Viewpoint: Why oncologists need to say 'no' more

Oncologists need to learn how to set boundaries in their professional lives and address their fear of saying "no" to career opportunities or patients that could increase their risk of burnout, said two speakers at the American Society of Clinical Oncology annual meeting, which took place in early June, according to a June 13 report from Medscape.

Monica Sheila Chatwal, MD, a medical oncologist at Tampa, Fla.-based Moffitt Cancer Center and Research Institute, said that like a painting in a museum, physicians should have "some level of guardrail" to protect their knowledge, expertise and ability to care for patients. Setting boundaries "provides more emotional and cognitive flexibility, and less uncertainty, in the relationships that we have with our colleagues, with our patients, with everyone around us," she said.

"More importantly, boundaries acknowledge that, as humans, we are multifaceted, multidimensional people," she said. "We have lives outside of medicine, much as we may or may not want to admit that. It's great to be devoted to what we do, but there are so many other aspects of ourselves that make us who we are, and that is wonderful."

Too few boundaries can lead to conflicts of interest, an imbalance of the patient-physician relationship and over-engagement, while too many boundaries may block connections and engagement with patients and reduce the "human element."

"It's a little bit of a Goldilocks situation: You want to find just the right balance, somewhere in the middle," Jonathan Marron, MD, a pediatric oncologist at Boston-based Dana-Farber/Boston Children's Cancer, said. When done well, boundaries "can ethically allow us to give more to, and partner more with, our patients, while supporting our well-being, sense of purpose, and job satisfaction," he said.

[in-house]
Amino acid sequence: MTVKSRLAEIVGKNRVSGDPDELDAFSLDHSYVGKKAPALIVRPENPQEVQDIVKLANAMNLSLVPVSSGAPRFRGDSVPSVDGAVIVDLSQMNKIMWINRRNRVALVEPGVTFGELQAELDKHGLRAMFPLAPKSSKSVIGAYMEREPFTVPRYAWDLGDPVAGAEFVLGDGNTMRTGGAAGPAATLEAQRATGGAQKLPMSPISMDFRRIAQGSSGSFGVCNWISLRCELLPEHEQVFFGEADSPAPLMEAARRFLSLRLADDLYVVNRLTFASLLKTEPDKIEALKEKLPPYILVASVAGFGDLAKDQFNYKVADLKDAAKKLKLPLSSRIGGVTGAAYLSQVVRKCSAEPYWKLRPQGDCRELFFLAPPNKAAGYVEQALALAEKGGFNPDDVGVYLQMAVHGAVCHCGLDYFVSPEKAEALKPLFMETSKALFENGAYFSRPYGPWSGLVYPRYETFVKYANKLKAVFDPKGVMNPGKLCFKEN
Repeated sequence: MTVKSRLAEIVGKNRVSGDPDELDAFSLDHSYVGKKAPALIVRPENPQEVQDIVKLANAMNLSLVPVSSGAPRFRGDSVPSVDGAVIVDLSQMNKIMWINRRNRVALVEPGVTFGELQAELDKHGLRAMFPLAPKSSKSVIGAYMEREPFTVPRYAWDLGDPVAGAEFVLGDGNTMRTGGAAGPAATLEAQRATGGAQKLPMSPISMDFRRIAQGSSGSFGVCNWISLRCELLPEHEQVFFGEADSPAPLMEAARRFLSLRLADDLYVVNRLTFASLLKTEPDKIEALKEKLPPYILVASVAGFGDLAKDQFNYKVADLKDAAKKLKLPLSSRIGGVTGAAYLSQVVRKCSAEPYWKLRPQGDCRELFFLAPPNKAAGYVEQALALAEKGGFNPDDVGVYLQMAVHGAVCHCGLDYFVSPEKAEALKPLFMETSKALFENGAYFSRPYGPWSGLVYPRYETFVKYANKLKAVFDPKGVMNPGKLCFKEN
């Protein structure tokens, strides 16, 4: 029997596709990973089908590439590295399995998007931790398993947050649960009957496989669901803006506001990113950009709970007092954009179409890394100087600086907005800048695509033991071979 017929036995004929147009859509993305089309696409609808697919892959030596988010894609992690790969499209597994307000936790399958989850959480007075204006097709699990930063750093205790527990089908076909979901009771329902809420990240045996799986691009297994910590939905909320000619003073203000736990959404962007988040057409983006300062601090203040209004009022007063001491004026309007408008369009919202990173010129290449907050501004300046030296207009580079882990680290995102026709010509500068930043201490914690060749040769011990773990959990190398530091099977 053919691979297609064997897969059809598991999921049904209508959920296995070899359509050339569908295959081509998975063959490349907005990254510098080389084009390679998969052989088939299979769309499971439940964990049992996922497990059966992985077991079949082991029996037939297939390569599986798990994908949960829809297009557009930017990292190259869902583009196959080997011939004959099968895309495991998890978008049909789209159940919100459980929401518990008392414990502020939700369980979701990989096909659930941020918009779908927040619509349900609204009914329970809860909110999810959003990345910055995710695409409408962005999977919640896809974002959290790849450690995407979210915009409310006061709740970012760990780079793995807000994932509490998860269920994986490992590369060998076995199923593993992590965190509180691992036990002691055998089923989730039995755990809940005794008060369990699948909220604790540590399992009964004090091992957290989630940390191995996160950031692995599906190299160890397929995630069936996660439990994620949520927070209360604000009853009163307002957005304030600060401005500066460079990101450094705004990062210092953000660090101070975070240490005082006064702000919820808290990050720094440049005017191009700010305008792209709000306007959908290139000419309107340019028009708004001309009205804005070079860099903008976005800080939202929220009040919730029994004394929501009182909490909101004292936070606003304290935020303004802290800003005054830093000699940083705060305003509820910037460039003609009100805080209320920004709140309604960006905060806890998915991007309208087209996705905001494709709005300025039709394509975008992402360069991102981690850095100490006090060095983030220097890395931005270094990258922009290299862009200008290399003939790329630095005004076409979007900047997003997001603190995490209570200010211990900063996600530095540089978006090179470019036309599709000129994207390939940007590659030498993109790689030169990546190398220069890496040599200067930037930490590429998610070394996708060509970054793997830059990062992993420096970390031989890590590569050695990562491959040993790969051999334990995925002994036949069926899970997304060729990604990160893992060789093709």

However, the idea of boundaries can go against the idea that being a physician is a calling, not a job.

"I don't think it matters whether you call it a job or a calling," Dr. Marron said. Even if "you are supposed to devote all of yourself to the work and not to anything else," there is still a need for setting boundaries, he argued. Saying "no" and allowing "yourself to be yourself" are important measures, especially in an era of telemedicine where patient portals allow access 24/7.

Dr. Marron described a hypothetical scenario where a patient has found their physician's email address and now sends "frequent emails, despite very clear instructions to use the on-call paging system for something that's urgent, and the electronic health record messaging system otherwise." The behavior causes a lot of stress for the physician and affects their care for other patients, as well as their home life. Dr. Marron asked the audience: Would it be ethically acceptable to stop seeing such a patient? A quick poll showed few hands were raised in favor.

Dr. Marron suggested this was because of nonabandoment, which is an obligation to not let patients go without providing adequate time for them to find an alternative clinician. In this scenario, Dr. Marron suggested the affected physician could find other physicians willing to take the patient, talk the situation through with a trusted colleague and only then "compassionately but resolutely" tell the patient they will be transferred.

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